If someone had told me when this whole indie thing got started, “Hey, you know someday you’re going to be editing an alternate history anthology with S.M. Stirling in it?”, I would have advised them to lay off the peyote. If they’d then added the rest of the names on that list? Well, I would have slowly backed away while searching for a weapon to deal with the crazy person.
I’m astounded and stunned to be working with titans. We won’t even get into Team “And More.” December 13th is the expected release date, so buckle your chin straps.
It’s the third Monday, and you know what that means–SCORE DAY!
A big trend in trailer music lately has been to update classic, recognizable songs and give them the “Epic” treatment (i.e., soaring instrumentals and drum tracks). If you can hear the “Trailer Voice” guy narrating your book trailer to one of these songs, that’s kind of the point. 😀
Speaking of climatic scenes, two bits of info. First, just a reminder, To Slip the Surly Bonds dropped last Friday (print cover shown to cover the additional cover art awesomeness!):
It has been climbing the charts and was #1 on the Historical Fiction New Release Chart last night (Sunday 15 September 2019 in case you’re reading this much later).
Second, I’ll be at the Cincinnati Comic Expo this week! I will (thanks to the Amazon gnomes getting it done early) have print copies of To Slip the Surly Bonds as well as the first copies of Anita C. Young’s State of Mind artbook! Stay tuned during the week for location and maps!
To Slip the Surly Bonds has gone live on Amazon.
This was a long time coming, but all the hard work has paid off. There’s an exclusive Taylor Anderson short story in here, a whole bunch of award-winning authors, a story from your humble narrator involving P-38s on Guadalcanal…yeah, it’s worth the price of admission.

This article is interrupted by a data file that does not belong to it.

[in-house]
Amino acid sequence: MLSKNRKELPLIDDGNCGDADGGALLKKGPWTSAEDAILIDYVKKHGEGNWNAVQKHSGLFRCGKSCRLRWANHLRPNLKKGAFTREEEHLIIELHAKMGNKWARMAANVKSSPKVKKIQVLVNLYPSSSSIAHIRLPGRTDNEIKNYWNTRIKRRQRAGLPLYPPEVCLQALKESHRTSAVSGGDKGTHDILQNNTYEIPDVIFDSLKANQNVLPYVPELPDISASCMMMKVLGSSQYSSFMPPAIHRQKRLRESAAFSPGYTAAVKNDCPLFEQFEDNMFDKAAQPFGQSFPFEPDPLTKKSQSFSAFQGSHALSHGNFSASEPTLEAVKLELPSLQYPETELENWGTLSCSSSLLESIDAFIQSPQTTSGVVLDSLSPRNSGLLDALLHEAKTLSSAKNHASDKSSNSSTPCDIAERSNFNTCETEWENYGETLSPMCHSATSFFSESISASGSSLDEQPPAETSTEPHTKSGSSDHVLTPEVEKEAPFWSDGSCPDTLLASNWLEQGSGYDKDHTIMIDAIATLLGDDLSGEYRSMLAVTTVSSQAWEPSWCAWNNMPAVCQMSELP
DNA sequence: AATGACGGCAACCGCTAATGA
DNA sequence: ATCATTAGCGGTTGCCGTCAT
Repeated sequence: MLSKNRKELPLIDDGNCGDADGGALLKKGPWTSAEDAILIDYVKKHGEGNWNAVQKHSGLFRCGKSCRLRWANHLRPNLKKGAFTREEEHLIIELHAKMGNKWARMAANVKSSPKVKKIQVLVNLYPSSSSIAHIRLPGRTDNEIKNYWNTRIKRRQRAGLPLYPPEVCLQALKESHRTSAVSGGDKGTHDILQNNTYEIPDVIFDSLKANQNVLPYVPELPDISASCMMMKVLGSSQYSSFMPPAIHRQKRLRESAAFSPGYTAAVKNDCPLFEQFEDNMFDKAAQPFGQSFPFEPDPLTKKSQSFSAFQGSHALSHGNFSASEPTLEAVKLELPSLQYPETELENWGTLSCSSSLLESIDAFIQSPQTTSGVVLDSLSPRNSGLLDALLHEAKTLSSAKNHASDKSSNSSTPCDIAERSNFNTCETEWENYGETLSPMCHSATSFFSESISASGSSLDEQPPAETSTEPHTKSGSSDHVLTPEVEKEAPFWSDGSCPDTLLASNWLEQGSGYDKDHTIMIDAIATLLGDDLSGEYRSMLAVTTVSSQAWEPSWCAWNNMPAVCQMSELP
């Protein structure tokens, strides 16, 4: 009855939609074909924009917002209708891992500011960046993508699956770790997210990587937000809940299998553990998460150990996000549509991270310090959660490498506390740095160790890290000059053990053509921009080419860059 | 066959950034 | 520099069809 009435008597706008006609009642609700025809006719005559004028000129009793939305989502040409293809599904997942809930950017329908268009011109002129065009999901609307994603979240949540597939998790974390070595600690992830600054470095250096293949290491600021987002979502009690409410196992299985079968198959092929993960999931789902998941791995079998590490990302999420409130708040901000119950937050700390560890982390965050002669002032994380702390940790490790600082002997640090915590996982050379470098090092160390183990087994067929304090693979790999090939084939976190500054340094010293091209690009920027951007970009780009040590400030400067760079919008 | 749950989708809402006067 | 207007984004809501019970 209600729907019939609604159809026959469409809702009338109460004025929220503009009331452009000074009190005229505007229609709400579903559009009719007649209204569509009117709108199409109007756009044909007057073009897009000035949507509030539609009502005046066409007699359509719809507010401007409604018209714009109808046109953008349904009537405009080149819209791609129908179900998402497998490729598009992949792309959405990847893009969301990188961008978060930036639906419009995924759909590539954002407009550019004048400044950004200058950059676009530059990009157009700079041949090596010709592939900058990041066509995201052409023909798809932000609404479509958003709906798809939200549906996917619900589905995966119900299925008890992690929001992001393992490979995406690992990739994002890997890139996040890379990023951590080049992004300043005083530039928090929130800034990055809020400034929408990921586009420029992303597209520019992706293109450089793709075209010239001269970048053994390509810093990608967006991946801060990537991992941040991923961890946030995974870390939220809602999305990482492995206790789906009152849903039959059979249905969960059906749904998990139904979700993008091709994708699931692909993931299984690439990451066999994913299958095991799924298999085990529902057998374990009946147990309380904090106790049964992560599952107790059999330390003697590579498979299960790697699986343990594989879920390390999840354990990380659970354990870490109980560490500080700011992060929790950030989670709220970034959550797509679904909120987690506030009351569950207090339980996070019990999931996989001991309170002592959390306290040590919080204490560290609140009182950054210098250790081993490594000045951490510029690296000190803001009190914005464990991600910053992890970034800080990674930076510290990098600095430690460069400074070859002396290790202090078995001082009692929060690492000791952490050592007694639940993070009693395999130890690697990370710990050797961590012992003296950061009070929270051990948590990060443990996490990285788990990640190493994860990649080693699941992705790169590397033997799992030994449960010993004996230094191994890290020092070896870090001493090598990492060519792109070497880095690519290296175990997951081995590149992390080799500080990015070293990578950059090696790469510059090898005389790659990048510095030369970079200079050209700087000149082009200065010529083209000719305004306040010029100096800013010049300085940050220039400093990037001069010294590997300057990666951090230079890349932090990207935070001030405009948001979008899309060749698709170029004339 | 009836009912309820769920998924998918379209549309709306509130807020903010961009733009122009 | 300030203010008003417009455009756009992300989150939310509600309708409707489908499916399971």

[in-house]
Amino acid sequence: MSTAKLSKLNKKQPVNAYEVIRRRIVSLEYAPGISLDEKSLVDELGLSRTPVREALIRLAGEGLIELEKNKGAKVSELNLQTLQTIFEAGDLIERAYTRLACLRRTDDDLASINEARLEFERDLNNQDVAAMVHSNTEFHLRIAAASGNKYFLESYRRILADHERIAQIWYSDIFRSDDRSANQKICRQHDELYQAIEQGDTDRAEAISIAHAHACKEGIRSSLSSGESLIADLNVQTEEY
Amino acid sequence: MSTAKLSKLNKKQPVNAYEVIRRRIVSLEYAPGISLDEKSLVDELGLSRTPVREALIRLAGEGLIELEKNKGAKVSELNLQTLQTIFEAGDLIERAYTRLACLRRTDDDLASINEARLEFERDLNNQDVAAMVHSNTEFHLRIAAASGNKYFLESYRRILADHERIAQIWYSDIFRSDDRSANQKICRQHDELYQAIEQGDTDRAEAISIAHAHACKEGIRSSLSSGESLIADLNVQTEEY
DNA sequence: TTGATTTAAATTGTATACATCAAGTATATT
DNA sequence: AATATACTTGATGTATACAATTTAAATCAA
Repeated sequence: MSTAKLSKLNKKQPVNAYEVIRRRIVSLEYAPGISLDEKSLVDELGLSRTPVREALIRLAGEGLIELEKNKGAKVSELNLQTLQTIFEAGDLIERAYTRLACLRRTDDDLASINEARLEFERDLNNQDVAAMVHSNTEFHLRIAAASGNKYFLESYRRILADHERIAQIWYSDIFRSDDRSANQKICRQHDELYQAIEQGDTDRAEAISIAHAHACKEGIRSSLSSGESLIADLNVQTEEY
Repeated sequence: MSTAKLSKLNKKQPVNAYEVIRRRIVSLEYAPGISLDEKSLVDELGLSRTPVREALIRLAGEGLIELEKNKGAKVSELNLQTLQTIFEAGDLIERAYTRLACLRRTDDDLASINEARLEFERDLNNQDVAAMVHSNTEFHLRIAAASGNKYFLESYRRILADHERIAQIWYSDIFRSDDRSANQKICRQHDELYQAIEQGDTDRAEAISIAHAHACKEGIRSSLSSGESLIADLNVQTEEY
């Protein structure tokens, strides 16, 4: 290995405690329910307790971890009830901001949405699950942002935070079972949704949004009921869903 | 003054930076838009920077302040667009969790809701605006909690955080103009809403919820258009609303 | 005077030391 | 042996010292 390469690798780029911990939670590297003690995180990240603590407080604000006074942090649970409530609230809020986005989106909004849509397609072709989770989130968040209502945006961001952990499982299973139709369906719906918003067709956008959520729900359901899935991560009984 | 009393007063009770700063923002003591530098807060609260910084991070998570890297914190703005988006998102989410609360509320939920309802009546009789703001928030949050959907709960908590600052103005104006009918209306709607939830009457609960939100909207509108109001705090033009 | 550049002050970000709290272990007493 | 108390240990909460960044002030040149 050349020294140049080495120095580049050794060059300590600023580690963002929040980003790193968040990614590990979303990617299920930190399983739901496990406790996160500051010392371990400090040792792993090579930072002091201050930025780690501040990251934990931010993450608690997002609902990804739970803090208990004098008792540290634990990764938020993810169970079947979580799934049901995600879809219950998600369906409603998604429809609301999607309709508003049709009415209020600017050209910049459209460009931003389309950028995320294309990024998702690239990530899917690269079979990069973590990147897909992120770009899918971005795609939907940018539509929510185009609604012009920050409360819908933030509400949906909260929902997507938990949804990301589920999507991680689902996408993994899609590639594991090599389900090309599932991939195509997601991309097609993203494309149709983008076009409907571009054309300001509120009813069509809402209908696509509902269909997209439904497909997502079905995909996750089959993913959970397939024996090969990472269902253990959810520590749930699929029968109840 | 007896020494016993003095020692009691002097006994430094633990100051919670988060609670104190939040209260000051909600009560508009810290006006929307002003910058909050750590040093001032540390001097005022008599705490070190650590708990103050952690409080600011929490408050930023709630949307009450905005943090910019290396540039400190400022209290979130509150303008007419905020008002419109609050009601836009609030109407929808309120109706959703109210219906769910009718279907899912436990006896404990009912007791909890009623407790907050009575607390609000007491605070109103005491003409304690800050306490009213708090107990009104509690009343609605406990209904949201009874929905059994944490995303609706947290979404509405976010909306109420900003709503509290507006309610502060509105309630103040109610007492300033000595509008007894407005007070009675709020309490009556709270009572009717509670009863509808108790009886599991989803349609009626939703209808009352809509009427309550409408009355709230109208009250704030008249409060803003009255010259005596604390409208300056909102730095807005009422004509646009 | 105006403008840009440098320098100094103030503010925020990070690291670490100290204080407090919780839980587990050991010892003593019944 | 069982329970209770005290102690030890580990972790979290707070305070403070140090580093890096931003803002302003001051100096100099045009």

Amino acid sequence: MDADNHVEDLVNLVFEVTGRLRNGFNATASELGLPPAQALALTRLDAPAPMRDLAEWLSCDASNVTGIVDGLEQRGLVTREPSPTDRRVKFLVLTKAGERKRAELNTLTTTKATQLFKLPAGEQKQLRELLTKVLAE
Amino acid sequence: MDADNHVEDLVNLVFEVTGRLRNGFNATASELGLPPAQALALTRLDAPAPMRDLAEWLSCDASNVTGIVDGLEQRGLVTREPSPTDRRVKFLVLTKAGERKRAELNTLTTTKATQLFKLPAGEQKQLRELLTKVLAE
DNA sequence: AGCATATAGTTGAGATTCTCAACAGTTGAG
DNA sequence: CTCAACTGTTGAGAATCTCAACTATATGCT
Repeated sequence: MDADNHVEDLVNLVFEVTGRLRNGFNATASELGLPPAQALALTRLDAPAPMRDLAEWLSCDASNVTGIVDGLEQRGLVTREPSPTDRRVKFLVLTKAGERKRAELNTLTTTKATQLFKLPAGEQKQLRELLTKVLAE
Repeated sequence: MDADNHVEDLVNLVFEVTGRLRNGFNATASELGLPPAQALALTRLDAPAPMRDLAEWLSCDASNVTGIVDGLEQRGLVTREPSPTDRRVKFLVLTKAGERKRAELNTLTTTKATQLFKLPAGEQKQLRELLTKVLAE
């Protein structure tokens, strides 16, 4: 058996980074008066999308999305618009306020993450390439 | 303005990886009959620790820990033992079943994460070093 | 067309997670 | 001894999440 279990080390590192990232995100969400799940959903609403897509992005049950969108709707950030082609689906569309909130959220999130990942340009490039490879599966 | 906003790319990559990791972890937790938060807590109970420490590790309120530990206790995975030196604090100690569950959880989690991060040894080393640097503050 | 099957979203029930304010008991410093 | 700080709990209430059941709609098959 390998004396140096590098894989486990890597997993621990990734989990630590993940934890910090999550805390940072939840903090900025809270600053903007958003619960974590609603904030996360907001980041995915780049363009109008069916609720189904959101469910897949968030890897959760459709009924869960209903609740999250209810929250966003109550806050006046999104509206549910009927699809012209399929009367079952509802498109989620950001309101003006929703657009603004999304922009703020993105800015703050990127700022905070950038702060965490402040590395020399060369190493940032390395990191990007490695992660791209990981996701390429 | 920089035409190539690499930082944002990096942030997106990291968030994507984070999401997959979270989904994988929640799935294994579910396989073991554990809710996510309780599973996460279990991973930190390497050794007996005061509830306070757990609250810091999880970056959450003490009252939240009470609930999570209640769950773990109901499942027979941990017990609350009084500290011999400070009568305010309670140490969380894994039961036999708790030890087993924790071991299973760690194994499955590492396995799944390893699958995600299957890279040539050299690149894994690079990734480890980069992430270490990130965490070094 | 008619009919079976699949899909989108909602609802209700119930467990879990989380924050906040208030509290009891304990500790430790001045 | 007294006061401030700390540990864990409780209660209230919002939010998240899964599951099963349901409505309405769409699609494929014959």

Sometimes old videos make a person look at things in different ways:
While I haven’t gotten there yet, this video does make me think differently about jet combat in the Usurper’s War universe. Without giving away spoilers, there will be a pseudo-Cold War in the aftermath of the in universe World War II. Technology and how it works will play a key part in what characters live and die.
So I forgot about this being mentioned in a panel while at Libertycon. Yes, as Cedar says, if you’re in a group that seems at all sketchy, get out most ricky tick. The ‘Zon has been really cracking down on trying to find people gaming their system. From all appearances they may be indeed using neutron bombs on snipers. This is also why your humble narrator doesn’t even joke about quid quo pro for reviews online. One can make their own decisions on whether that’s paranoid, but memory is a fickle thing.
As I was chatting with a fellow author last night, the topic came up of Amazon and their predilection for pulling reviews they find suspicious, or suspending the accounts of authors they think may be gaming the system. It was something John van Stry had talked about on the trends in Indie Publishing panel he and I were on, along with Jim Curtis and Lawdog. (Great panel, I was listening more than talking, and we had almost two hours so we got into the meat of the matter).
The upshot of that conversation, and the more private one later, is that as authors we must avoid all appearance of evil.
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So while I’m busy editing To Slip the Surly Bonds‘ entries, here’s something else for your reading pleasure:
Note that his opinions and experiences with naysaying the airframe reflect many of my own with regards to the F-35. (Neither the author’s opinions nor mine reflect official DoD policy. Nor do they mirror those of our respective services or the U.S. government.)
As I’ve mentioned before, very early on in the F-35’s development someone in the other services should’ve said, “Fine, let’s give the Marines’ their jump fighter (or seriously modify the AV-8), and everyone else who needs a power projection platform will take this in a different direction.” For various reasons (to include the foolish belief that, after the Cold War, great power conflicts were a dead issue) this was not done–and now all the armed services have a fighter that is more F-105/F-111 than, say, F-16. That’s…that’s not good, and I’m glad to see purchasing additional F-15 platforms is being vehemently discussed. I’d prefer they were F-22s, but the Eagle‘s inherent growth abilities continue to provide dividends.
Big picture, it’s probably time to also consider augmenting our current heavy bomber fleet with something off the shelf. How many cruise missiles can you fit into a Boeing 767? I don’t know, but maybe that’s something Congress should direct the Air Force think about.